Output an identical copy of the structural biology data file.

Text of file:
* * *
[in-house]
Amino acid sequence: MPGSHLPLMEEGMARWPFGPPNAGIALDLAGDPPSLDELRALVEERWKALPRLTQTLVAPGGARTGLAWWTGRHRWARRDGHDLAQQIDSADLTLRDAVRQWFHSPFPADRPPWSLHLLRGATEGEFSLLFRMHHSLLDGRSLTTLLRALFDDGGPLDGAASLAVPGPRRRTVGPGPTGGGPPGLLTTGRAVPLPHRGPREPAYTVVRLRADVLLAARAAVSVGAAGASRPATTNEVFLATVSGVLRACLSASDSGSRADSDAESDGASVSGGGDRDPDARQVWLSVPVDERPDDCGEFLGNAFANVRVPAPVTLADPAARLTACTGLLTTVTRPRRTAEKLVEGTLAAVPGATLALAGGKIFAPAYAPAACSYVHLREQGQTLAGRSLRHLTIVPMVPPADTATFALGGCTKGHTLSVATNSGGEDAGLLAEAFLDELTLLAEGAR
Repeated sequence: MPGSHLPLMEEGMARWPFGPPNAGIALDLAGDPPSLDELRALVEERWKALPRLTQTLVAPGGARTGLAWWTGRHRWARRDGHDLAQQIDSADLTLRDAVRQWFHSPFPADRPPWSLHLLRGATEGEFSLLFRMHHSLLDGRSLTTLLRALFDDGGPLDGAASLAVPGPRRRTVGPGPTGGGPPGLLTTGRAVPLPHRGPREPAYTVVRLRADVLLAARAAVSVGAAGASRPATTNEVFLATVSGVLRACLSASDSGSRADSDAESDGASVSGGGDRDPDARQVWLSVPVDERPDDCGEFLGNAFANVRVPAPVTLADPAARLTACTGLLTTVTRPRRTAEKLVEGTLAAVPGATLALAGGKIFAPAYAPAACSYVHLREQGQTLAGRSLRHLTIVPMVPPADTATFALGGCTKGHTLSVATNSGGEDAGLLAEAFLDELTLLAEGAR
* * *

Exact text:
[in-house]
Amino acid sequence: MPGSHLPLMEEGMARWPFGPPNAGIALDLAGDPPSLDELRALVEERWKALPRLTQTLVAPGGARTGLAWWTGRHRWARRDGHDLAQQIDSADLTLRDAVRQWFHSPFPADRPPWSLHLLRGATEGEFSLLFRMHHSLLDGRSLTTLLRALFDDGGPLDGAASLAVPGPRRRTVGPGPTGGGPPGLLTTGRAVPLPHRGPREPAYTVVRLRADVLLAARAAVSVGAAGASRPATTNEVFLATVSGVLRACLSASDSGSRADSDAESDGASVSGGGDRDPDARQVWLSVPVDERPDDCGEFLGNAFANVRVPAPVTLADPAARLTACTGLLTTVTRPRRTAEKLVEGTLAAVPGATLALAGGKIFAPAYAPAACSYVHLREQGQTLAGRSLRHLTIVPMVPPADTATFALGGCTKGHTLSVATNSGGEDAGLLAEAFLDELTLLAEGAR
Repeated sequence: MPGSHLPLMEEGMARWPFGPPNAGIALDLAGDPPSLDELRALVEERWKALPRLTQTLVAPGGARTGLAWWTGRHRWARRDGHDLAQQIDSADLTLRDAVRQWFHSPFPADRPPWSLHLLRGATEGEFSLLFRMHHSLLDGRSLTTLLRALFDDGGPLDGAASLAVPGPRRRTVGPGPTGGGPPGLLTTGRAVPLPHRGPREPAYTVVRLRADVLLAARAAVSVGAAGASRPATTNEVFLATVSGVLRACLSASDSGSRADSDAESDGASVSGGGDRDPDARQVWLSVPVDERPDDCGEFLGNAFANVRVPAPVTLADPAARLTACTGLLTTVTRPRRTAEKLVEGTLAAVPGATLALAGGKIFAPAYAPAACSYVHLREQGQTLAGRSLRHLTIVPMVPPADTATFALGGCTKGHTLSVATNSGGEDAGLLAEAFLDELTLLAEGAR